Local Combat-Wounded Veteran Makes The Jump
Wounded Wear Sponsors ‘Jumping for a Purpose’ at Virginia Beach Oceanfront
There was no trace of uncertainty when Greg Hedrick joined the U.S. Army as an 11th grader in 2003. He was the ¬first member of his family to do so, but military service was nothing new to the Hedrick family, as other members of his family had already served in every branch. Military service runs in their blood.
Twelve years after Hendrick took his initial oath, he finds himself in a Virginia Beach hotel conference room with other veterans, all who have at least two things in common: they are all going skydiving as part of Wounded Wear’s “Jump for a Purpose” campaign, and all were wounded in combat.
Hedrick’s career as an infantry mortarman made an abrupt change at the nine-year mark of his service during his third deployment. While in support of Operation Enduring Freedom (OEF), Hedrick and his team were struck by an RPG while pulling security duty for a vehicle that had been damaged by an IED. One team member perished and three were injured. Hedrick was one of the three.
“My initial reaction was one of, ‘Why is this happening to me? What did I do to deserve this? It wasn’t long before my attitude changed to anger toward the people who did this to me before eventually realizing that my sacrifice was in the service of my country. It really changed my perspective.” – Greg Hedrick
It was at this time that Wounded Wear, founded by former U.S. Navy SEAL and combat- wounded veteran Jason “Jay” Redman in 2009, came onto Hedrick’s radar. Wounded Wear’s vision is to guide combat-wounded warriors to and a purpose-driven life and peace of mind after the impact of war. Jay’s personal story is a testament to wounded warriors and all Americans that there is no obstacle that cannot be overcome if you have the drive, determination and tenacity to rise above.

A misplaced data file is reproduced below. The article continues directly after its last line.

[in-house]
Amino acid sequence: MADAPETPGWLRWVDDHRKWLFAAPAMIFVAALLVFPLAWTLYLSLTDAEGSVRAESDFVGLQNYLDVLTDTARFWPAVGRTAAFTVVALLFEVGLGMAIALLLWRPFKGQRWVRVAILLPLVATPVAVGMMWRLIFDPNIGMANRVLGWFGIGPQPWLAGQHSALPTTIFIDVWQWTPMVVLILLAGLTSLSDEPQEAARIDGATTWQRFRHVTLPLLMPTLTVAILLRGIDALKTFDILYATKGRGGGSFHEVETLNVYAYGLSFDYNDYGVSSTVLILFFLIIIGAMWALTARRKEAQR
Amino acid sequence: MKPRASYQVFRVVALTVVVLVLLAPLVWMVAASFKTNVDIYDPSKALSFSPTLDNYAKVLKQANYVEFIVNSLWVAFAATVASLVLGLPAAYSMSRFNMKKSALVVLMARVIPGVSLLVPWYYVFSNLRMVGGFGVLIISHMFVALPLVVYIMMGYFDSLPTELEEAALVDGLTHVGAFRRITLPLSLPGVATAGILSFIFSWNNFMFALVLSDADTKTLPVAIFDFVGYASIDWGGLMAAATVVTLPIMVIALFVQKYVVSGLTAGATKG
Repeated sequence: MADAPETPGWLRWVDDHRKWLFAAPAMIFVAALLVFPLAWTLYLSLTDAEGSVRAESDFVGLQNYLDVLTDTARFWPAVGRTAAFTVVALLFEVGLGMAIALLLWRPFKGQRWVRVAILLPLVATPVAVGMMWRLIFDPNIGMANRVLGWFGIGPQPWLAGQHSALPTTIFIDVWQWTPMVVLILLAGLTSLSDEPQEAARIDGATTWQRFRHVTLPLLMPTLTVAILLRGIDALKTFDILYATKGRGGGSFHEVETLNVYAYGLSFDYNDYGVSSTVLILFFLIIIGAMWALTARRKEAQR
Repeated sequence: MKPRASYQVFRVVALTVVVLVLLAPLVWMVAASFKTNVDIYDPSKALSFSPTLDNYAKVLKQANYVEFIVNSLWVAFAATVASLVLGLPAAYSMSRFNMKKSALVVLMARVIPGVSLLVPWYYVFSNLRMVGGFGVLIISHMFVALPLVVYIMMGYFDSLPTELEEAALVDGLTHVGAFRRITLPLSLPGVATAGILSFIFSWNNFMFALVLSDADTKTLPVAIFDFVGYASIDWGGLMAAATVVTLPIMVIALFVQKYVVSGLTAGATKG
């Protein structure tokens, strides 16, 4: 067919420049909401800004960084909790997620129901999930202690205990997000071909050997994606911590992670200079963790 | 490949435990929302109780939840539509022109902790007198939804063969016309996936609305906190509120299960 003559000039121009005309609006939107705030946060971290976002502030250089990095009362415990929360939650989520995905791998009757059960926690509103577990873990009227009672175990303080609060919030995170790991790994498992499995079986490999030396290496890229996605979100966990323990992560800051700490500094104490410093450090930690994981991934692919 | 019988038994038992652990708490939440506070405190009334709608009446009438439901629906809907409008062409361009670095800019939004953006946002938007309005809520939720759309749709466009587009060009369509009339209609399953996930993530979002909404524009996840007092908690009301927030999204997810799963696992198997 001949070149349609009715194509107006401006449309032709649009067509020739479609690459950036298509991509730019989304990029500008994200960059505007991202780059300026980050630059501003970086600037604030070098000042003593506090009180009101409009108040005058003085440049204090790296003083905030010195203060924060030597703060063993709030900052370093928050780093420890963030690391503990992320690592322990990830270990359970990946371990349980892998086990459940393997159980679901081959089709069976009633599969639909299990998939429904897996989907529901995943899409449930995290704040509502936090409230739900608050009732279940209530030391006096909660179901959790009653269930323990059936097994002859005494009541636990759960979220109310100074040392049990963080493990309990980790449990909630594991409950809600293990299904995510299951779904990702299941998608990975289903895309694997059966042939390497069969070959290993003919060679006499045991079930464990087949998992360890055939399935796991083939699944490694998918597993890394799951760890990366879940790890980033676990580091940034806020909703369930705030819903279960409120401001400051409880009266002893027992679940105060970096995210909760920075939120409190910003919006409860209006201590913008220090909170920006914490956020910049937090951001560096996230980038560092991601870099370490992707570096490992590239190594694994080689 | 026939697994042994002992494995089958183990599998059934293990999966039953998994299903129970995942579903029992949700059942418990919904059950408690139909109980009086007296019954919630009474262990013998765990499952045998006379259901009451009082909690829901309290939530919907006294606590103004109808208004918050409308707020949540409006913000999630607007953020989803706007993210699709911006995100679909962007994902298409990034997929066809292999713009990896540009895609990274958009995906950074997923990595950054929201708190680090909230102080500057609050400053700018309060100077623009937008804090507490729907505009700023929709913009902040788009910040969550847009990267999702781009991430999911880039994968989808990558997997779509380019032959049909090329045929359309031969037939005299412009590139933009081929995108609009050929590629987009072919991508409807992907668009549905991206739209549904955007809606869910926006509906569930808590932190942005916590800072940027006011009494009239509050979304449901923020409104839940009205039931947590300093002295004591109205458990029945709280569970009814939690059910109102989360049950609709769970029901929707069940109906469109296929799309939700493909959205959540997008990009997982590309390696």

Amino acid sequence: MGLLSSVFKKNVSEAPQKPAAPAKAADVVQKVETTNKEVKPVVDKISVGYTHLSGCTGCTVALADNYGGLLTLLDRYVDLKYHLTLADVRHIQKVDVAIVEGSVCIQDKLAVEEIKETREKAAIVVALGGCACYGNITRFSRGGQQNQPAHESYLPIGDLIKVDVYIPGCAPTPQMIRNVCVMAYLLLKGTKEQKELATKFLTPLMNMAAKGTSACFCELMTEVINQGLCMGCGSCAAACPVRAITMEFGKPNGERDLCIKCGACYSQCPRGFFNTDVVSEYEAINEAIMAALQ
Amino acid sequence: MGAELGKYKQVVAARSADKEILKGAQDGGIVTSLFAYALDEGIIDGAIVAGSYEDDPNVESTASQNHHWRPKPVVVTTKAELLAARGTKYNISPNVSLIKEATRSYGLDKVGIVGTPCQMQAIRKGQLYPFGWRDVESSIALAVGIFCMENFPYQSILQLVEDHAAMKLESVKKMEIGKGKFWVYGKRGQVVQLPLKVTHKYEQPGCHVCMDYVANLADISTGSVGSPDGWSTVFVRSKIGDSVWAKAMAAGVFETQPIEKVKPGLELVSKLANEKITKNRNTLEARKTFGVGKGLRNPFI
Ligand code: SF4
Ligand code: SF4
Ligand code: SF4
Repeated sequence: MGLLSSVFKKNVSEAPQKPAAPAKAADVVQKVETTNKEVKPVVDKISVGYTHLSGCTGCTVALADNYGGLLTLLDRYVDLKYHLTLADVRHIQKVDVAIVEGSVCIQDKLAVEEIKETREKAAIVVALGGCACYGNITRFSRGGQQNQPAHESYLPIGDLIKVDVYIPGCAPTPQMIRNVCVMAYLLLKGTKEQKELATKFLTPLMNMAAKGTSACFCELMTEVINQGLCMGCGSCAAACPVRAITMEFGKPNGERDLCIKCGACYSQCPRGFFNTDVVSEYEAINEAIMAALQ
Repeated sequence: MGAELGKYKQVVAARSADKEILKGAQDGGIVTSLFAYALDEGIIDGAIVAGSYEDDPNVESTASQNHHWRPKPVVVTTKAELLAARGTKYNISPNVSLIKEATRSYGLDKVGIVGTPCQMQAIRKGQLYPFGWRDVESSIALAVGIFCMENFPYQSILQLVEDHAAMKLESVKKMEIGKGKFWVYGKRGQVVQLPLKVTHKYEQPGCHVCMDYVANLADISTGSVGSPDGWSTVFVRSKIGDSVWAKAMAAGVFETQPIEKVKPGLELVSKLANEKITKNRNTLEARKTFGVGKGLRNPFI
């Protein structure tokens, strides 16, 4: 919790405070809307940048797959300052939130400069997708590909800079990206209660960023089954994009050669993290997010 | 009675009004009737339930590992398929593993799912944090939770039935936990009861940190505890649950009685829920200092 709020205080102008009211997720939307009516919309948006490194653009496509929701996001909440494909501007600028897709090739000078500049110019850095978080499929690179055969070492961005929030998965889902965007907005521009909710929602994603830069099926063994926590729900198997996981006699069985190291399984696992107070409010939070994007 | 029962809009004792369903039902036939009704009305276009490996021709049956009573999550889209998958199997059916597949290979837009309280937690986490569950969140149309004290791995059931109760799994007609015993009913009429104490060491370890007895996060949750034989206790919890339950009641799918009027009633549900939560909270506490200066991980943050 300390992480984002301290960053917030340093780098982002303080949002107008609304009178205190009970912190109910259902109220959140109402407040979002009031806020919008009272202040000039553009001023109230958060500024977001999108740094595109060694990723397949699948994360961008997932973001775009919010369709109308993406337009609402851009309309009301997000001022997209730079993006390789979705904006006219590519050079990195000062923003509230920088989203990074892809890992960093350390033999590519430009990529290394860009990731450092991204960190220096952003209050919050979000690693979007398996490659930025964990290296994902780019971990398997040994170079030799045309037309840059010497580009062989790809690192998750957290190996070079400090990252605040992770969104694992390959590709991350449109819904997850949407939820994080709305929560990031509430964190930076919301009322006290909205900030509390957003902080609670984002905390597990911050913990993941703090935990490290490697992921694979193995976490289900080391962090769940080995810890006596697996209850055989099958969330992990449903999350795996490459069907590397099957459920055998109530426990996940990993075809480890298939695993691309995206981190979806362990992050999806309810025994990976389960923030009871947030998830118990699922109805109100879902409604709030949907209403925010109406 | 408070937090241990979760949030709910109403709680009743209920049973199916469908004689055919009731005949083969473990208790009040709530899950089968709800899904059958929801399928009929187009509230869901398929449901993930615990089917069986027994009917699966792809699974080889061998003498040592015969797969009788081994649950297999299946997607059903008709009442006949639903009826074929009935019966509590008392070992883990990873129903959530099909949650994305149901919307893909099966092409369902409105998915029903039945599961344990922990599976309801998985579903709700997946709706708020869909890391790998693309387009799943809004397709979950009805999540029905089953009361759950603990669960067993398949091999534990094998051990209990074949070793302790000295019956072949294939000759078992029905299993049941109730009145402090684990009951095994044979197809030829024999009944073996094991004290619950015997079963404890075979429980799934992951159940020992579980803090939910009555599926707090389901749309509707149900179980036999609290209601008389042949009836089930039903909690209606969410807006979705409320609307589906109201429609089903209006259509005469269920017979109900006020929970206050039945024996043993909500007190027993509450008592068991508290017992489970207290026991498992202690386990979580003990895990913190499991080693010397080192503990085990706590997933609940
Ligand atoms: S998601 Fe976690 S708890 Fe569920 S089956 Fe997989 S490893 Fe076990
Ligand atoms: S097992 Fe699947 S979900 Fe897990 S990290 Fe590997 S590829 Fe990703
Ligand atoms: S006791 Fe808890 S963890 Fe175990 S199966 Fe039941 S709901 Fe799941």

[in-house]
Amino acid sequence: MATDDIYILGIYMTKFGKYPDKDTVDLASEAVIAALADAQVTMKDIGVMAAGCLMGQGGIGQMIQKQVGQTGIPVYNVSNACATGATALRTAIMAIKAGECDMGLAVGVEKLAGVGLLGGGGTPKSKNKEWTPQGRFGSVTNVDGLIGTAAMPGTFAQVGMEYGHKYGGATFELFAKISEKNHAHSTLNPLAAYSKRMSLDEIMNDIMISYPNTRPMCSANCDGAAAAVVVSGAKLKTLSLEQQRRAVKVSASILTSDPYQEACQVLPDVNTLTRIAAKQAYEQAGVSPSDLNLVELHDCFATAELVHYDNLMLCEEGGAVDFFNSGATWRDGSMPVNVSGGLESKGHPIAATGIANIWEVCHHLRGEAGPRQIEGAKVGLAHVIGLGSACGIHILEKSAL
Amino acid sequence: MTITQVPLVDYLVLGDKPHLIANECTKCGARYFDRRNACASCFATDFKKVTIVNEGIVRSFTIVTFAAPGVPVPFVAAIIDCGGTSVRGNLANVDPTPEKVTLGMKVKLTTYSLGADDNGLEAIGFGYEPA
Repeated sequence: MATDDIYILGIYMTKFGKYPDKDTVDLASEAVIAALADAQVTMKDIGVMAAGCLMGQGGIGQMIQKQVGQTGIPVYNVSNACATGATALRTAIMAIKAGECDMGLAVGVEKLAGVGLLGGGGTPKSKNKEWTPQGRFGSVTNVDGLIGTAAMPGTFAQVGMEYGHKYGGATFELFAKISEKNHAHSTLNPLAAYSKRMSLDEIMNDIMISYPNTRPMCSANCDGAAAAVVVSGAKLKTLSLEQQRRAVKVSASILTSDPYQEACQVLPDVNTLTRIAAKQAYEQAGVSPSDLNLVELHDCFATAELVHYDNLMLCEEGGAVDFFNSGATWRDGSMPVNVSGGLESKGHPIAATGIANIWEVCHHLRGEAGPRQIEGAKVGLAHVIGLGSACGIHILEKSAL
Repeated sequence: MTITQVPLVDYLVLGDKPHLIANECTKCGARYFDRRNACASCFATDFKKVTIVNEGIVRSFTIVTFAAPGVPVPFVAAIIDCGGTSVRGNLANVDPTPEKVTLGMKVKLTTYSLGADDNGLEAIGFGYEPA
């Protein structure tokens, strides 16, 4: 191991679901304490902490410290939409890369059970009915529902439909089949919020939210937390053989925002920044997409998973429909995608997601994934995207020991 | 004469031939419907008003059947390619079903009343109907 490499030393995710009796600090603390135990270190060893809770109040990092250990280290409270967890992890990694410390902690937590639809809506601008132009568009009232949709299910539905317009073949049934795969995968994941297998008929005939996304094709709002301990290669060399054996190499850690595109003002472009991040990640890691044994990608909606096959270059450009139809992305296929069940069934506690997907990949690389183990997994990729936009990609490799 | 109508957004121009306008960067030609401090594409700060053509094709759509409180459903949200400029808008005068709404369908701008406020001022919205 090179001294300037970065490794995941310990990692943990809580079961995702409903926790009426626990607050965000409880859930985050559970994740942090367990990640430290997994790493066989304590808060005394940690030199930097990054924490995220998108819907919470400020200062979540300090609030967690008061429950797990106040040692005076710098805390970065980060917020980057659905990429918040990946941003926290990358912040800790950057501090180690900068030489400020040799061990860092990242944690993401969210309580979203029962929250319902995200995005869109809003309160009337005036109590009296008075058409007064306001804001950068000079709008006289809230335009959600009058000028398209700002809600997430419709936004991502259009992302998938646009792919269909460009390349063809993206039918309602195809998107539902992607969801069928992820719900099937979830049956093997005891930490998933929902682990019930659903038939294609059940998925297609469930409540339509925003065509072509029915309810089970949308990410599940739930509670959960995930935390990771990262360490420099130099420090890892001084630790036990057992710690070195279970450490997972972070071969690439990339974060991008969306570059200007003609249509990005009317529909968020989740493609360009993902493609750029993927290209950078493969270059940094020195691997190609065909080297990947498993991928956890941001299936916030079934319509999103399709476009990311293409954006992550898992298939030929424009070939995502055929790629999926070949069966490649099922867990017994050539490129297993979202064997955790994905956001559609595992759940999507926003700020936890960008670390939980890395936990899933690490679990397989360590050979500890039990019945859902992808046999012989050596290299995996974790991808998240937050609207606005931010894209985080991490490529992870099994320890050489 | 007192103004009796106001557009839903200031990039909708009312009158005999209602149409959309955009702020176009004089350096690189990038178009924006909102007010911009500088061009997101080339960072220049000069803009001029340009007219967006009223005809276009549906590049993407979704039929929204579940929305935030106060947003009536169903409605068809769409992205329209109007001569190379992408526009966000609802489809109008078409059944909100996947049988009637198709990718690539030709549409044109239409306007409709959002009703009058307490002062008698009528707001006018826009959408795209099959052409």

Wounded Wear was built on the premise that combat-wounded warriors should wear their scars with pride. Whereas the public generally misinterprets combat-related injures, Wounded Wear channels the attention and champions the scars worn by our nation’s heroes. It changes in the way people interact with wounded warriors and it challenges the warriors to discover the hero within.
“When I first met Greg at an event, I reached out to him, just like I do with every combat-wounded veteran I meet,” said Redman. “I want all warriors to know that Wounded Wear does more than supply clothing. We are a one-stop shop that is here to support them in all phases of their lives, ultimately creating peace and purpose.”
Redman and the team at Wounded Wear invited Hedrick, along with 24 other wounded American heroes, to participate in the annual Jumping for a Purpose event held in conjunction with USO Warrior Week at the Virginia Beach Oceanfront.
“Jumping for a Purpose is not just about going skydiving,” said Redman. “It’s about overcoming the fear that holds us back. It’s about stepping into the unknown. When a person has been through so much, it is a symbolic departure from their previous mindset to their realization that they are truly capable of doing something amazing.”
It was Hedrick’s first Patriotic Festival as well as his first jump as part of the Jumping for a Purpose program, but certainly not his first event with Wounded Wear. In fact he attributes his new perspective to Wounded Wear because he believes that they have the best understanding of the challenges that combat-wounded veterans face. He also draws strength and support from others like him.
“Wounded Wear is my favorite organization to work with,” said Hedrick. “They do the most that they can to help as many of us as possible and there is no drive to profit off of it. It’s genuine and that’s what makes them great.”
These days, Hedrick and his family peacefully reside in North Carolina. He continues to participate in Wounded Wear events, not just because of the support it gives him, but also because he understands how much an impact he can have on others. His final words for others, “I would do it all again. I have found that it only gets easier because the hardest part is always behind you.”